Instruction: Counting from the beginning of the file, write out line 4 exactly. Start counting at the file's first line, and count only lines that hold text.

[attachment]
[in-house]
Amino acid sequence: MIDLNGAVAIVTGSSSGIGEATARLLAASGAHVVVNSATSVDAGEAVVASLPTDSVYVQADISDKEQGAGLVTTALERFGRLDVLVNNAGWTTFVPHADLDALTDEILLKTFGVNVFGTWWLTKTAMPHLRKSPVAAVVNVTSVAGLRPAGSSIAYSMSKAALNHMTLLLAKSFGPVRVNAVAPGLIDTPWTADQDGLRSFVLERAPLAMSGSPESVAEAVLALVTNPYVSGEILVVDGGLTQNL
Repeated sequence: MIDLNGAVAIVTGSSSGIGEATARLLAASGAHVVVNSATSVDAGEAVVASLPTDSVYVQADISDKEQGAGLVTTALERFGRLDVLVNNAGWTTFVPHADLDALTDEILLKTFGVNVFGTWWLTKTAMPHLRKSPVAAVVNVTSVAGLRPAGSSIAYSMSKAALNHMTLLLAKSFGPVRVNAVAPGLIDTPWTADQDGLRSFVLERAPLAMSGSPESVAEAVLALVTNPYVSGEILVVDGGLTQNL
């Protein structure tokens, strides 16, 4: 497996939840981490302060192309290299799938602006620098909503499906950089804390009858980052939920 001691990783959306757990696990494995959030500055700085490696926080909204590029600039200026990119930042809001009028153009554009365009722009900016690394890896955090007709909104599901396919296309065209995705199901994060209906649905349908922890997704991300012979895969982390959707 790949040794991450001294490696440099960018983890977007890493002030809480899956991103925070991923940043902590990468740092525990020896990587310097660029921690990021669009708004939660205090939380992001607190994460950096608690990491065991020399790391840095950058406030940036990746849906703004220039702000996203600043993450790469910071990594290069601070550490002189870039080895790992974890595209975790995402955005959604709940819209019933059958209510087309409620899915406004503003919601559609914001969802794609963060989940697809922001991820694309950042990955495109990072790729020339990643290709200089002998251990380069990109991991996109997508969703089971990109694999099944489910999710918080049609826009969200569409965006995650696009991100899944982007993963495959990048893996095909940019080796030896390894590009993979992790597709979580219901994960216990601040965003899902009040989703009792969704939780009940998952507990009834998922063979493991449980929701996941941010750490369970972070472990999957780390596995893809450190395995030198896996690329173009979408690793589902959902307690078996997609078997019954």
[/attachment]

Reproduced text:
């Protein structure tokens, strides 16, 4: 497996939840981490302060192309290299799938602006620098909503499906950089804390009858980052939920 001691990783959306757990696990494995959030500055700085490696926080909204590029600039200026990119930042809001009028153009554009365009722009900016690394890896955090007709909104599901396919296309065209995705199901994060209906649905349908922890997704991300012979895969982390959707 790949040794991450001294490696440099960018983890977007890493002030809480899956991103925070991923940043902590990468740092525990020896990587310097660029921690990021669009708004939660205090939380992001607190994460950096608690990491065991020399790391840095950058406030940036990746849906703004220039702000996203600043993450790469910071990594290069601070550490002189870039080895790992974890595209975790995402955005959604709940819209019933059958209510087309409620899915406004503003919601559609914001969802794609963060989940697809922001991820694309950042990955495109990072790729020339990643290709200089002998251990380069990109991991996109997508969703089971990109694999099944489910999710918080049609826009969200569409965006995650696009991100899944982007993963495959990048893996095909940019080796030896390894590009993979992790597709979580219901994960216990601040965003899902009040989703009792969704939780009940998952507990009834998922063979493991449980929701996941941010750490369970972070472990999957780390596995893809450190395995030198896996690329173009979408690793589902959902307690078996997609078997019954």